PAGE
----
PSY 330: Adolescent and Adult Development

T/TH 9:40 – 11:10

K. Puente

Adolescence, emerging adulthood, and adult development in areas including physiology, emotion, cognition, personality and social behavior. How psychological processes evolve and change with age. Emphasis on adolescence through late adulthood and death.

RELS 335: Gender, Sex, Jews, and Christians

M/W/F 12:40 – 1:40

R. Kugler

Study of the genesis of modern Jewish and Christian attitudes toward gender and sexuality, exploring the ways in which Greek and Roman attitudes toward gender and sexuality shaped Judaism and Christianity at their origins. Assessment of the extent to which the two religious traditions shaped broader cultural attitudes and practices relating to gender and sex, using the study of sex and gender in early Judaism and Christianity to take a critical look at how we define “religion” in the premodern world.

SOAN 236: Reproductive Justice

M/W/F 11:30 – 12:30

J. Carathers

Reproductive justice as a framework for analyzing issues of bodily autonomy and human rights. With emphasis on contemporary U.S. society, the course will survey the medicalization of birth, the spectrum of birth work, and the rights of pregnant and parenting people, acknowledging that reproduction is an experience that goes beyond the gender binary. The course centers scholarship and narratives of historically marginalized identities, particularly the sociocultural context of Black/African American women in reproductive politics. Reproductive justice is also a social movement that seeks equity beyond birth through the alleviation of social ills linked to institutional racism and other mechanisms of oppression, including heterosexism. This course situates the body and reproductive experience as one that is socially constructed and shaped by social location (e.g., race, ethnicity, gender, sexuality, class, citizenship status, age, ability, or religion) to regulate bodily autonomy.

SOAN 262: Gender and Sexuality in South Asia

T/TH 9:40 – 11:10

S. Kamran

This course explores contemporary dynamics related to gender and sexuality in South Asia at the level of the family, community, market, and the state in contemporary South Asia. While these scales of analysis will inform the course on the whole, the course will explore these thematic areas: work, marriage, media and cultural production, politics, contemporary social movements, global mobility, embodiment, the city, and climate change. We will explore the political economy of gender and sexuality through these thematic areas and pay special attention to the interaction of gender, sexuality, class, ethnicity, and caste in different cultural and religious contexts in South Asia.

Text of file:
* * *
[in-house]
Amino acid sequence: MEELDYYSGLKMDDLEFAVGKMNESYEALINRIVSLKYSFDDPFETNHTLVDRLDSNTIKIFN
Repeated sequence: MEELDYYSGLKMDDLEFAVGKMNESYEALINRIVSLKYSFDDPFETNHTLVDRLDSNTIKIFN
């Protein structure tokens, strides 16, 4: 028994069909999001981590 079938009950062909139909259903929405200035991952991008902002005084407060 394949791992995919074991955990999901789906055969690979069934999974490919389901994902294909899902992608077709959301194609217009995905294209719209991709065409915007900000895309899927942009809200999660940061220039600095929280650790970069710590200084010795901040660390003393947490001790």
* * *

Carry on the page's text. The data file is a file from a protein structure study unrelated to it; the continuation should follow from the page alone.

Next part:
SOAN 359: Topics in Medical Anthropology

M/W 3:00 – 4:30

S. Bajracharya

Focused examination of contemporary and seminal theoretical and ethnographic topics in the subfield of medical anthropology. Each semester will explore a given topic, e.g., structural violence, intersectionality, kinship and care, death and dying, body and pain, addiction, pharmaceuticalization, medical techniques and
technologies, illness narratives. Particular emphasis on how subjective and phenomenological experiences of illness shape and are shaped by structural (sociocultural, political, historical, physical, material) contingencies. Students will engage in a semester-long ethnographic project. Topics will always be health-studies-related.

TH 106: Fundamentals of Movement

M/W 11:30 - 1:00  OR  T/TH 9:40 - 11:10

E. Nordstrom

Use of guided movement explorations, partner work, readings, and discussion to explore structural and functional aspects of the body and anatomy with the goal of increasing efficiency of movement and physical coordination. Use of imagery supports dynamic alignment, breath, mobility/stability, relaxation, and partner work including massage, with a main focus on the skeletal system and elements of muscle and organ systems, as well as the relationship between the body and psychological/emotional patterns. Extensive journal writing.

TH 382: American Theatre and Drama: 19thC to Present

T/TH 11:30 - 1:00

J. Tamimi

Readings in modern and contemporary American theatre. Topics include the origins of realism, American expressionism, noncommercial art theatre, African American playwriting, women in theatre, canonical family plays, the Federal Theatre Project, the musical, Broadway comedy, filmed adaptation of stage drama, the advent of experimental and postmodern theatre, and the evolution of theatrical forms and themes in relation to historical and social change.

A minimum of 24 semester credits, distributed as follows:  

  • GEND 200 Gender and Sexuality in U.S. Society
  • GEND 231 Genders and Sexualities in Global Perspective OR an approved alternative from the following list of courses with a focus beyond the US:

CLAS 324 Roman Women

ENG 319 Postcolonial Literature

HIST 311 History of Family, Gender, & Sexuality in China

HIST 345 Race and Nation in Latin America

SOAN 261 Gender and Sexuality in Latin America

SOAN 266 Social Change in Latin America

SOAN 285 Culture and Power in the Middle East

SOAN 262 Gender and Sexuality in South Asia

Additional courses may count. Contact director for approval.

At least 16 credits applied to the minor cannot be used for another minor or major program. In addition, at least four of the courses for the minor must be taken at Lewis & Clark.